Pictured is a Lancia I built in 1958. That’s me in the driver’s seat. Loved racing!
Pictured is a Lancia I built in 1958. That’s me in the driver’s seat. Loved racing!
MINE IS a long story. However, I will try and write a bit at a time. I am 85 years old but thank God my memory is still perfect.
My father was born in Italy in 1912 and my mother in 1915. I was born in 1935. My father had to join Mussolini’s Italian Army in 1939, just before my sister was born, he was sent to Africa and later taken prisoner in Asmara, Ethiopia.
The British and the Allies captured thousands of Italian soldiers in North-Eastern Africa and elsewhere. Of these, some 55,000 Italian POWs were sent to 11-camps (all built hastily) in Kenya. He was held captive in Naivasha, in the Rift Valley, around 90 km from Nairobi (beautiful area). At the end of the war, he had managed to get a job with a Mr Taylor in Kinangop, in what is today Nyandarua County. (The county is located on the northwestern part of the old Central Province and contains the Aberdare Ranges).
While my mother and I were in Italy, for six years, we did not know if our father was alive or dead. The last time we heard from my father was at the end of 1939. He was away fighting for the Duce (Mussolini) My sister was born in June 1939 and, according to my mother, he was sad for not being there to see his new-born daughter. It was 1946 when we eventually heard from him. A Mr Taylor wrote through the Red Cross,
We did not know what the letter said because none of us could speak, read or write English. My mother had to walk 10 miles to find a gentleman who could read the letter. He had lived in America and spoke good English. It was a Mr Taylor said in the letter that my father was OK and in Kenya and that he would be coming home soon. Mr Taylor said in the letter that he was sorry to lose my father and he hoped he would return to Kenya to work for him again.
As soon as my mother returned home, she ran to the priest to cancel the funeral arrangements she had for my father. My father came back in June 1949. He was a carpenter and knew a lot about construction and buildings. By then, Mr Taylor’s daughter and son-in-law, Mr Durie, had bought a farm and wanted my father to be in charge and take care of their farm. The Duries were looking after Mr Taylor’s farm.
Two years later he applied for a Government job with the Public Works Department and was sent to Eldoret. I followed him and got a job with Cooper Motors. My father and his road crew took care of the repairs to the road from Eldoret to the Equator (there is still a sign advertising the Equator). In the end, he got a big job. He had to build a big, big bridge with railway tracks underneath. There was a significant camp of Mau Mau detainees nearby and, every morning, he would send three lorries to pick up the detainees to work on the bridge. He had to hire four white people, including my uncle. Three years later, I went back to Italy on vacation for six months, all paid for by Cooper Motors.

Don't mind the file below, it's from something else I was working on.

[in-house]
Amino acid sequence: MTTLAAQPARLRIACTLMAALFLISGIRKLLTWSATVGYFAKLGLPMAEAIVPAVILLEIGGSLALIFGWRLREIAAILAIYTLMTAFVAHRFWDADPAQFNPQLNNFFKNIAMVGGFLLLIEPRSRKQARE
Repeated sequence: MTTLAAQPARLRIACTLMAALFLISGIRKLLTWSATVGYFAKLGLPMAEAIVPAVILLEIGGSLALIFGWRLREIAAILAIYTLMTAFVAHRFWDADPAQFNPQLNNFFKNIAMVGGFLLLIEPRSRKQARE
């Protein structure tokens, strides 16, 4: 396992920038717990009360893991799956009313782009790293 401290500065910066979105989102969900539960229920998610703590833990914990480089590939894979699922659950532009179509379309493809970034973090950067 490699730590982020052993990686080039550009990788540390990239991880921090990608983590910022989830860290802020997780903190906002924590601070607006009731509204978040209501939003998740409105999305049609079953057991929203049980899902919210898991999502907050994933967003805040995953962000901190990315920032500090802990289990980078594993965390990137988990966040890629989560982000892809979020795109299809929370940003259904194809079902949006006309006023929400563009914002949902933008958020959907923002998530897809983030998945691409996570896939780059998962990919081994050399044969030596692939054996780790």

When I came back, my father and I finished building the railway bridge and decided to start building contractor business, with me as a sleeping partner. However, by then, he needed a vacation and went back to Italy for six months, all paid for by the PWD.
Dad got a big contract to build around ten dormitories with new toilets, a sewer system and a Catholic Church at Kitale. My uncle joined him full-time and he continued working for the P W D. He sent an SOS to relatives in Italy to help with the building work. Soon we four relatives arrived. We soon had a two-storey building of our own. The second storey housed a bar and restaurant called Pagano’s and it soon became popular. On the first floor, I had a grocery store in partnership with an Indian friend. I also had a transportation business with three lorries working almost 24 hours a day.
I was 23 years old with too much on my young shoulders. The weekend was my time off if I did not have to do police duty to give the full-timers a break. Otherwise, I would go dancing on Saturday nights. On Sundays, I would love to play tennis.
Finally, I need a break. There was an opening for a Service Manager in Tanzania. My boss, Mr Sparrow, recommended me for the job. After a month, much to my father’s disappointment, I got engaged to a Scottish girl and took off for Dar es Salaam.
I went to Dar es Salaam because I needed a break from my father’s businesses. In Dar I was very well-liked and I lived with a Maltese family. After a month, I was more like a son to them. I met my General Manager who was German but spoke fluent Italian. I was happy about that and thought we would get along very well. He gave me the bad news that he had already hired a service manager. However, he said, I was more than welcome to stay and straighten the place, as they were losing money at the workshop and the spare parts department.